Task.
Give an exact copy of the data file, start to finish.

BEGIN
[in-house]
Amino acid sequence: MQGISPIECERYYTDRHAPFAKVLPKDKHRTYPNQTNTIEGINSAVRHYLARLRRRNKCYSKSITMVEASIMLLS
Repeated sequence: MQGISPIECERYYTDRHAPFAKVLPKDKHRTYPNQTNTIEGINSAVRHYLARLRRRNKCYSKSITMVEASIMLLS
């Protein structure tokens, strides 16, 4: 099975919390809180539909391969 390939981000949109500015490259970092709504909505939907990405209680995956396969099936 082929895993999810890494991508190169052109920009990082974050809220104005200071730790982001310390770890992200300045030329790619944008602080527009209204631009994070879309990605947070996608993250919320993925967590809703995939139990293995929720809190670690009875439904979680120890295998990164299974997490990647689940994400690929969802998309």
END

[in-house]
Amino acid sequence: MQGISPIECERYYTDRHAPFAKVLPKDKHRTYPNQTNTIEGINSAVRHYLARLRRRNKCYSKSITMVEASIMLLS
Repeated sequence: MQGISPIECERYYTDRHAPFAKVLPKDKHRTYPNQTNTIEGINSAVRHYLARLRRRNKCYSKSITMVEASIMLLS
């Protein structure tokens, strides 16, 4: 099975919390809180539909391969 390939981000949109500015490259970092709504909505939907990405209680995956396969099936 082929895993999810890494991508190169052109920009990082974050809220104005200071730790982001310390770890992200300045030329790619944008602080527009209204631009994070879309990605947070996608993250919320993925967590809703995939139990293995929720809190670690009875439904979680120890295998990164299974997490990647689940994400690929969802998309």